The negotiations on the preparation of contracts on development of the hydrocarbon reserves are held between SOCAR which represents the Government of Azerbaijan Republic and has the legal power to issue Decrees related to hydrocarbbon reserves on one side and various interested investors on the other;
A Memorandum of Intentions (“MOI”) is signed as an initial agreement after negotiation;
SOCAR executes MOI with the party (foreign oil company), whose offer is considered reasonable and acceptable by SOCAR;
After MOI us signed, SOCAR starts negotiations with that party on relevant terms and conditions of prospective PSA;
The inquiry for the delegation of authorities to SOCAR for negotiations on and signing of the PSA is submitted to the President of Azerbaijan Republic and such authorities are put in effect by appropriate statute of President;
Principles and conditions of further partnership agreed on the basis of Memorandum of Intentions;
Agreement signed on key principles and commercial terms of PSA;
PSA project agreed by the basis of an agreement of key principles and commercial term;
PSA signed and submitted to the Parliament of Azerbaijan Republic for ratification; and
PSA becomes effective after Presidental decree.
The signed PSA’s are submitted to the President of the Republic of Azerbaijan and then sent to the National Assembly (“Milli Majlis”) for ratification in the form of legislative initiative. Upon completion of negotiations by the energy and natural resources protection committee and after necessary procedures prescribed for the draft laws, the PSA is ratified. Upon ratification, the President of the Azerbaijan Republic signs the relevant Law of the Azerbaijan Republic and PSA is considered to come into effect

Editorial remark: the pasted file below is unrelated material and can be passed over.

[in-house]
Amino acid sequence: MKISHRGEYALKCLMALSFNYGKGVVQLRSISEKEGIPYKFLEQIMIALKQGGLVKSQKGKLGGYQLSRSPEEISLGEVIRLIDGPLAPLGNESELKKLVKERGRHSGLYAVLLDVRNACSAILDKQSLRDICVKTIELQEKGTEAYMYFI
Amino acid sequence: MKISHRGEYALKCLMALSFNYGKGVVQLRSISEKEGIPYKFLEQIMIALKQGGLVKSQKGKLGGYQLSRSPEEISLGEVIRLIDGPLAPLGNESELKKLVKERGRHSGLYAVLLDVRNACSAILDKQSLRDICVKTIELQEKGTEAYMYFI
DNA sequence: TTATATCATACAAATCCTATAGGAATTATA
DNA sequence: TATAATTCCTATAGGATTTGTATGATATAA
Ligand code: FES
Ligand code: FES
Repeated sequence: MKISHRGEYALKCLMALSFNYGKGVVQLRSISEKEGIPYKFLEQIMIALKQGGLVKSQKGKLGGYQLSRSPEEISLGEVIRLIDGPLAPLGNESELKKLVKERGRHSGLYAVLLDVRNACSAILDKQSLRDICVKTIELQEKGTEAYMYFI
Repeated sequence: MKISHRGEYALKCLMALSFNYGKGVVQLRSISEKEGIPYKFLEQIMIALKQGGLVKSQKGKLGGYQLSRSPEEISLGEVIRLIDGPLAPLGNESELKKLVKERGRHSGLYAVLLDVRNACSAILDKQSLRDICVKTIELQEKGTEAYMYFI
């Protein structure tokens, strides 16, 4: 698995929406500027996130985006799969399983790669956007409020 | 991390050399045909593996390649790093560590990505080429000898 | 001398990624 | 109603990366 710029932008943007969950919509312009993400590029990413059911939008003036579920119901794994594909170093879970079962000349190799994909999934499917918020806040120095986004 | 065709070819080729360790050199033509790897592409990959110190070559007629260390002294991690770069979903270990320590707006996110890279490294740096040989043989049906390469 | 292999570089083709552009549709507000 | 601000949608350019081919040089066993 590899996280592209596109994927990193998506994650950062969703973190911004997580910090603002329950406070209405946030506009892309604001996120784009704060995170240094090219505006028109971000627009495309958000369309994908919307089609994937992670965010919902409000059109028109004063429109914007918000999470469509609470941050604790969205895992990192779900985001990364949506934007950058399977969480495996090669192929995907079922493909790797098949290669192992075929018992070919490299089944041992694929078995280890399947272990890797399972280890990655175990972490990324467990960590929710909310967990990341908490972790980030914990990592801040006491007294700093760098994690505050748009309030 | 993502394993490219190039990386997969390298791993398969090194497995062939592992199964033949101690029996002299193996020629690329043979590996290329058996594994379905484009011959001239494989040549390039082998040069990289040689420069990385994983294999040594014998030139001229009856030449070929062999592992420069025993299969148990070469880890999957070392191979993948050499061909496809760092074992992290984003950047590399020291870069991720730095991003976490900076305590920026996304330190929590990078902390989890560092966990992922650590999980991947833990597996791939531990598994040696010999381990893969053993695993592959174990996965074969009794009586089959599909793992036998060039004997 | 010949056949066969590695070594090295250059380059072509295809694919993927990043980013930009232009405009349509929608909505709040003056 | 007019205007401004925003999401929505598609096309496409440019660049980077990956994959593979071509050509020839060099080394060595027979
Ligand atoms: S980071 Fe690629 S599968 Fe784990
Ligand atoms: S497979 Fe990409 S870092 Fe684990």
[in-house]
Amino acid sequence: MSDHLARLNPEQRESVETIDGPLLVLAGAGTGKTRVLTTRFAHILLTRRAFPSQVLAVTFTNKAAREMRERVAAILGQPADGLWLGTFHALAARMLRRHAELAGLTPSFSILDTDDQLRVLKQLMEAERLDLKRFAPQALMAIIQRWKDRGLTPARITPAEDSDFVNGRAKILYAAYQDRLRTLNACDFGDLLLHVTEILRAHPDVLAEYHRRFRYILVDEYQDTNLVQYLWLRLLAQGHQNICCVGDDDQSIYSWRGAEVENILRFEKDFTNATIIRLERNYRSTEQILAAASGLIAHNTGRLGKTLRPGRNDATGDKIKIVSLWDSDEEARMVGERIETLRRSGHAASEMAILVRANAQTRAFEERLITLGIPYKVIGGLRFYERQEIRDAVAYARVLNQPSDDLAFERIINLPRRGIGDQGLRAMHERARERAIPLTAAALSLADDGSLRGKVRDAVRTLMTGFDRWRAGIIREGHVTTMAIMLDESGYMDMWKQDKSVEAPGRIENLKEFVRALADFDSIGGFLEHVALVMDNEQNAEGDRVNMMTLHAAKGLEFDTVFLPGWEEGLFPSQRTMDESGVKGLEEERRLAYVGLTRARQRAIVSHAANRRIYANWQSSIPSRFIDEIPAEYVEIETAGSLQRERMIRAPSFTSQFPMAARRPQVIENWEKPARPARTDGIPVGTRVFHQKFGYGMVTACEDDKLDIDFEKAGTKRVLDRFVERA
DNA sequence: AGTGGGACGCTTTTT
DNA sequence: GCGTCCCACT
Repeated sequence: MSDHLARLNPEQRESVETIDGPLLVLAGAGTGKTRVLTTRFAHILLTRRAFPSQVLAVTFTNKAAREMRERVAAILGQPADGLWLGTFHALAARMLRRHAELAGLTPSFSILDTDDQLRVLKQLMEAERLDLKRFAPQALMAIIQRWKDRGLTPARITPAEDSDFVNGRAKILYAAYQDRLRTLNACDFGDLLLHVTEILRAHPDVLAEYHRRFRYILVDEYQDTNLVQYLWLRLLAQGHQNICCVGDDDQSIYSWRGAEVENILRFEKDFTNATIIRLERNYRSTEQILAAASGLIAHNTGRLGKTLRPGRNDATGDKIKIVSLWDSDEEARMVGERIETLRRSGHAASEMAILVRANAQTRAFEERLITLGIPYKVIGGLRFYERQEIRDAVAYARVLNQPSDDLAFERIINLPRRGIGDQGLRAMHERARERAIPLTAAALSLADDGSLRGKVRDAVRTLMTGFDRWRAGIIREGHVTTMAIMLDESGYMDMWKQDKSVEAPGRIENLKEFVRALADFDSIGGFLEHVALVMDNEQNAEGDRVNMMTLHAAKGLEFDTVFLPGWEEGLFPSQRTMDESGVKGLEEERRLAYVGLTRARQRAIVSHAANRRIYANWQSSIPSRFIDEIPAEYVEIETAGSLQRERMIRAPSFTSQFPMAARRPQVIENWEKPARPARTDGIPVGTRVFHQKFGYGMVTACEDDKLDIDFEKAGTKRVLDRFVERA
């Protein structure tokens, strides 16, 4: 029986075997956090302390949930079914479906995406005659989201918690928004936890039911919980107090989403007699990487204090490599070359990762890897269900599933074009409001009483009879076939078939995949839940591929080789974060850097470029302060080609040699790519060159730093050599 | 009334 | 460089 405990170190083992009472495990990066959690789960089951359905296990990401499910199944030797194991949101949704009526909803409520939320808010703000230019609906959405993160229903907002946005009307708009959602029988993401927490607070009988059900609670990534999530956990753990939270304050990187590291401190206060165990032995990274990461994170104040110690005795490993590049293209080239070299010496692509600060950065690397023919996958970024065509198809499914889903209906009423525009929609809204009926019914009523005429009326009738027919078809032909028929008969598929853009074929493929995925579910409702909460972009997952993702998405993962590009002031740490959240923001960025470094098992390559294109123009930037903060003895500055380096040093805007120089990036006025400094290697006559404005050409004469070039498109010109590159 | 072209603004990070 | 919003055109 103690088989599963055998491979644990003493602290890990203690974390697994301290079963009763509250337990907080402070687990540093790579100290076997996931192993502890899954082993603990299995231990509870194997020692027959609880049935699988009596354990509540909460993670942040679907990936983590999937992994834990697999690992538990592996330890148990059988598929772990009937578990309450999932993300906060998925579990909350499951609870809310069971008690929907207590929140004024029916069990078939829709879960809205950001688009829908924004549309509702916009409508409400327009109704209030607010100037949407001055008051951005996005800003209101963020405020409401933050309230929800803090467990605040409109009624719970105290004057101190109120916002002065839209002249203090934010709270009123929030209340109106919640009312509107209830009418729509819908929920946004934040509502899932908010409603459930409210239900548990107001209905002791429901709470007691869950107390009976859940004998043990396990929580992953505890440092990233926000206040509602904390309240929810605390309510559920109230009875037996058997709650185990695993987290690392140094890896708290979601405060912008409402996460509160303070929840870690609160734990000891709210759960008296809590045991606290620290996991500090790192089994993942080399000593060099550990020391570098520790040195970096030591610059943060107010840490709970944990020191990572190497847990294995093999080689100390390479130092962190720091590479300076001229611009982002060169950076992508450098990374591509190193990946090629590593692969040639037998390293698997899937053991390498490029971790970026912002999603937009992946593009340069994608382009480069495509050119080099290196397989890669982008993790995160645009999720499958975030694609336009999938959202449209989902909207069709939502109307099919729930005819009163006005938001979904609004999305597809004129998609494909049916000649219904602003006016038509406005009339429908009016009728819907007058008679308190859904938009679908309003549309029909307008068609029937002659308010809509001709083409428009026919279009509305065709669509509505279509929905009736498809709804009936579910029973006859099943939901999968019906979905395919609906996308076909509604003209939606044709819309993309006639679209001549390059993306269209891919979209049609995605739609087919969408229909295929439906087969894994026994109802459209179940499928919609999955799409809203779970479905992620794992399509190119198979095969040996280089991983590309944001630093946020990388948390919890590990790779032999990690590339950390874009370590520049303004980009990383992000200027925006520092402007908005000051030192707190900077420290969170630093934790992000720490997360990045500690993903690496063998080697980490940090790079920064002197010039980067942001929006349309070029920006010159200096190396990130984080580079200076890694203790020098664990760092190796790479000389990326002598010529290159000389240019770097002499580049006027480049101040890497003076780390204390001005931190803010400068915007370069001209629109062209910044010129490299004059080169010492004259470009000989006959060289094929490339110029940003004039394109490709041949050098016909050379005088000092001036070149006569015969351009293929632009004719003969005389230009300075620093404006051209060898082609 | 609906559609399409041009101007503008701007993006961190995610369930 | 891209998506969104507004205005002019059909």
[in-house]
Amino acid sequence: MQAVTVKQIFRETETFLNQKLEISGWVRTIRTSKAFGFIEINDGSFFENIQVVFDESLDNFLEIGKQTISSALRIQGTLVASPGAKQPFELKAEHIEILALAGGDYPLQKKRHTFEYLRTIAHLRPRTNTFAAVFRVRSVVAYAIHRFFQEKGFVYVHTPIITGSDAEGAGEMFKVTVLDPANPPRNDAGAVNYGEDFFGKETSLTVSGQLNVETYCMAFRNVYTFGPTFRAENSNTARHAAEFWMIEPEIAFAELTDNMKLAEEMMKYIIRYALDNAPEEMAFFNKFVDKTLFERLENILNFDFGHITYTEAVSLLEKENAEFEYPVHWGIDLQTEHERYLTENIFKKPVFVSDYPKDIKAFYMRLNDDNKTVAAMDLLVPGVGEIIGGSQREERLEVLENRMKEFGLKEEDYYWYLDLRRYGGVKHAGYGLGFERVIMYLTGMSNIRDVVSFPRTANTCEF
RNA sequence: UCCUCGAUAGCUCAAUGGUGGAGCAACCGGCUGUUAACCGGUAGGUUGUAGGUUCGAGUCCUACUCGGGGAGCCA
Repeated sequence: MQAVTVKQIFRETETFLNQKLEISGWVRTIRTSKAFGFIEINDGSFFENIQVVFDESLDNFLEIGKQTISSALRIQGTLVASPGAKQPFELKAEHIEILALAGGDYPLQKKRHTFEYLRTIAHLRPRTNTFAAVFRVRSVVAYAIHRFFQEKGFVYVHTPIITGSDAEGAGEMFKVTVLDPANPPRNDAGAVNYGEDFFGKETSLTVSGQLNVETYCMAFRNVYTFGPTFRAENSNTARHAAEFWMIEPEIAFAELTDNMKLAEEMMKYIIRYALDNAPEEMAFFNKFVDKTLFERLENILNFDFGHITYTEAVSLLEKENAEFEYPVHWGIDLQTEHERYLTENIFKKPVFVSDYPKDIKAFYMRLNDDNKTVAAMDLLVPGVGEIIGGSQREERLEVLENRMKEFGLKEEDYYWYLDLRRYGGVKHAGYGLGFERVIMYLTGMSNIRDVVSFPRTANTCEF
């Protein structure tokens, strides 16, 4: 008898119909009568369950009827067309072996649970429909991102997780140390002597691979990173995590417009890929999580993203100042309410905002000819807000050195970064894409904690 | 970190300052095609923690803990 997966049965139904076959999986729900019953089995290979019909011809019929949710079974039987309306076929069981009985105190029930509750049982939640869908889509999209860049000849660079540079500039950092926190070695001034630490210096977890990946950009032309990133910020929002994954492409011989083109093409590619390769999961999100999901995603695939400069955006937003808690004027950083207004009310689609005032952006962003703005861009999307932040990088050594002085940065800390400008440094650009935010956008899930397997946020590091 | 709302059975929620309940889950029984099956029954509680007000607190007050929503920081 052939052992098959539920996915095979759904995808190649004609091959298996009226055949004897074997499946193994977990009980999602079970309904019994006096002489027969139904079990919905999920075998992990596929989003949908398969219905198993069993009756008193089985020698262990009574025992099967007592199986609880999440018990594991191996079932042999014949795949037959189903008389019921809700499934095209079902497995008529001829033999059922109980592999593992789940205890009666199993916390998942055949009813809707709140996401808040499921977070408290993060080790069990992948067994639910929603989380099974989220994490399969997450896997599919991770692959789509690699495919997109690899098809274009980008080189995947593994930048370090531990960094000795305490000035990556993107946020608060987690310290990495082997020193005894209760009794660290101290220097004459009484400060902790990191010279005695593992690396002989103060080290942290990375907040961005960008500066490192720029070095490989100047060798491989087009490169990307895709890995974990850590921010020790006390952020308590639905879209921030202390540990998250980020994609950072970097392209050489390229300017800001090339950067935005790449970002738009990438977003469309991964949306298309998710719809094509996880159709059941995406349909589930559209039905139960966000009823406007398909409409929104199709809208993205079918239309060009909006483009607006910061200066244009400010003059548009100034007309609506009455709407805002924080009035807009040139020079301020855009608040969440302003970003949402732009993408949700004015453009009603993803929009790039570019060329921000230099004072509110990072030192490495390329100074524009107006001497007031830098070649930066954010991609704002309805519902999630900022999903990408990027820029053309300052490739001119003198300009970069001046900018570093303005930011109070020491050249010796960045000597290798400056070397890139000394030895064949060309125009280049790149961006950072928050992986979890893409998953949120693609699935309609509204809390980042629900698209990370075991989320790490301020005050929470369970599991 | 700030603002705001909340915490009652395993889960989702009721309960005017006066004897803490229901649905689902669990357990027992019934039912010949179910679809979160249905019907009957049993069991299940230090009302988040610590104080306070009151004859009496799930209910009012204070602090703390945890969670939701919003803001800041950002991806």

On 22 December 2014, BP and SOCAR signed a new PSA to jointly explore and develop potential prospects in the shallow water area around the Apsheron Peninsula in the Azerbaijan sector of the Caspian Sea, according to the Order of the President of Azerbaijan Republic numbered. 944, dated on 22 December 2014, SOCAR, BP Exploration (Azerbaijan) SOCAR Oil Company Limited and Affiliates ("SCA") signed an agreement. The bill on the President's decree dated 14 April 2015 entered into force.
SOCAR was entrusted to prepare and sign the agreement “on rehabilitation, exploration, development and production sharing from oilfield block Muradkhanli, Jafarly and Zardab” based on the Order of the President of Azerbaijan Republic numbered 1439, dated 7 October 2015. SOCAR and Zenith Aran Oil Company signed a deal on exploration, development and production sharing which comprises Muradkhanli, Jafarli and Zardab fields on 16 March 2016.
a) It is recommended that implementing countries maintain a publicly available register of the beneficial owners of the corporate entity(ies) that bid for, operate or invest in extractive assets, including the identity(ies) of their beneficial owner(s) and the level of ownership. Where this information is already publicly available, e.g. through filing to corporate regulators and stock exchanges, the EITI Report should include guidance on how to access this information.
b) Where such registers do not exist or are incomplete, it is recommended that implementing countries request companies participating in the EITI process provide this information for inclusion in the EITI Report.3
c) It is required that the government and/or state owned enterprises disclose their level of beneficial ownership in oil, gas and mining companies operating within the country, and any changes in the level of ownership during the accounting period covered by the EITI Report (Requirement 3.6(c)).